In this highly-active job market, many accounting professionals are faced with a challenging question – are you on the right track to accelerate in your career?
While you can’t predict the future, you can control how you choose to manage your career. Getting insight early on and using business savvy in your decisions can set you apart and help your career in the long-run.
Whether you’re working towards a promotion or considering a new role outside of your current employer, it’s up to you to decide how active and deliberate you want to be in your decision-making.
Each choice you make is sure to impact the next one.
Currently, according to the recent Brilliant Q3 2018 Hiring Forecast, there are approximately 37 percent of companies in the Greater Chicago area with open accounting and finance positions.
So, as you probably know, accounting and finance professionals are in high demand – across all levels.
How can you put this information to use? Find out how in the 3 Long-term Adjustments to Accelerate Your Accounting Career I put together below.
1. Navigate Career Paths and Company Sizes
In the accounting and finance industry, a common belief is that the longer you work in a specific area, the more you limit yourself in other areas. In most cases, this is unavoidable because it’s important to gain proper experience. For example, if you’re on the Technical Accounting team – researching complex business events for a large company, and the VP of Finance approaches you for a highly-exposed role on the Finance team, it’s hard to turn down. The hidden caveat, however, is that getting back into the Technical Accounting space will be difficult. Similarly, if you obtain a great role as a Controller in a mid-size company with minimal complexity and spend a few years there, it will be difficult for you to transition into a larger public company’s accounting team. There will be other candidates with larger company experience that will inevitably be considered first.
I encourage professionals to understand as early on as possible which types of companies they’d like to build their careers in, whether it’s large-public, large-private or mid-size. It may also be helpful to consult with trusted recruiting professionals and those in your network to receive different perspectives.
2. Monitor and Leverage your Performance and Reputation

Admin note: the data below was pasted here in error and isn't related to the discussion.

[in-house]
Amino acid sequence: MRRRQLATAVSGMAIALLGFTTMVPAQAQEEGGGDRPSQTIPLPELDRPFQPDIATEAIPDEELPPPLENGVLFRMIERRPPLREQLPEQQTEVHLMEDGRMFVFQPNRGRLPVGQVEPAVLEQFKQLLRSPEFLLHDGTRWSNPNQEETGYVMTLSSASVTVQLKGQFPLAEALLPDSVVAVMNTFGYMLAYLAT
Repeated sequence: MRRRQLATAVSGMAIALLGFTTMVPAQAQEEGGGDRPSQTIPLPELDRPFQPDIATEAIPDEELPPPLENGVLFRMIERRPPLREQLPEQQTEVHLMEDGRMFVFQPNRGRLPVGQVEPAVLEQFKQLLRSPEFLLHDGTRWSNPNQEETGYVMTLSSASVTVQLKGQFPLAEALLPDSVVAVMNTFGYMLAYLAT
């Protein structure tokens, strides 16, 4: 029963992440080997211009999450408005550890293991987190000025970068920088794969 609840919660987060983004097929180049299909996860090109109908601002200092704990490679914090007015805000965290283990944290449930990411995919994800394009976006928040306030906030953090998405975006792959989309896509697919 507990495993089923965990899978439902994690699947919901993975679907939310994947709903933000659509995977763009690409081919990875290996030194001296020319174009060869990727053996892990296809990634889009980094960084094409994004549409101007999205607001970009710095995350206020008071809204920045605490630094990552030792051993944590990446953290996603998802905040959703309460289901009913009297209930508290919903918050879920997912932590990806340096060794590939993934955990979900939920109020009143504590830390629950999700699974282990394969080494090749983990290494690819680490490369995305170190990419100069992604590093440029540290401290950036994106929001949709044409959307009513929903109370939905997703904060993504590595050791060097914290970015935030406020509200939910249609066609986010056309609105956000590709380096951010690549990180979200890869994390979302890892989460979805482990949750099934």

No matter the team, there’s always a go-to person to rely on when problems arise. Believe it or not, a strong accounting team has a handful of go-to leaders in their group. Some clients I work with even have an 18-month rotation within their accounting team – where all individuals will transition into a different role every 18 months. Through this program, many accounting teams have been able to retain its best talent and provide its employees with a variety of experiences. Individually, professionals admire this program because they get to wear an array of accounting hats – and become a go-to person.
What if your accounting team doesn’t have an 18-month rotation? Maybe your functional area may face technical difficulty and complexity but isn’t exposed to leadership. In this case, you must be able to monitor your own performance and development. I encourage all professionals to learn the depth of their division, which will help you understand the relevance of your work in relation to the company as a whole. For example, if you are in a training-ground only, you may want to consider transitioning into a more complex role, once you’ve mastered the basics. This mindset ensures growth and control over your career. Allow yourself to have insightful conversations with management in order to help you navigate and understand your team, and its political capital.
3. Network Consistently
Whether you are comfortable in your career or searching for a new opportunity, there’s always value in building your network. It’s uncommon to have trouble networking, and many only find themselves forging relationships when transitioning to other companies. However, networking can be a much broader concept, and I believe it’s important for accounting professionals to treat it as so.
One of the best ways to network is by comparing your perspective on standards or challenges with other professionals. Currently, companies are working through the implementation challenges of the new Accounting Standards Codification (ASC) 606 for Revenue Recognition, and ASC 842 for Lease Accounting. There are many peer groups and general gatherings that you can join in order to meet and connect with other professionals on relevant topics.
I encourage you to begin building your relationships with various individuals within your industry – now! When it comes time to transition out of your existing role, these relationships can be leveraged for additional perspective. Additionally, if the relationship is strong enough and others know you are due for a transition, you may even get a call from one of them offering you a role. I’ve found that the most successful professionals have assumed roles through strong professional relationships.
Do you have other tips for accelerating your accounting career? Email firstname.lastname@example.org with your feedback.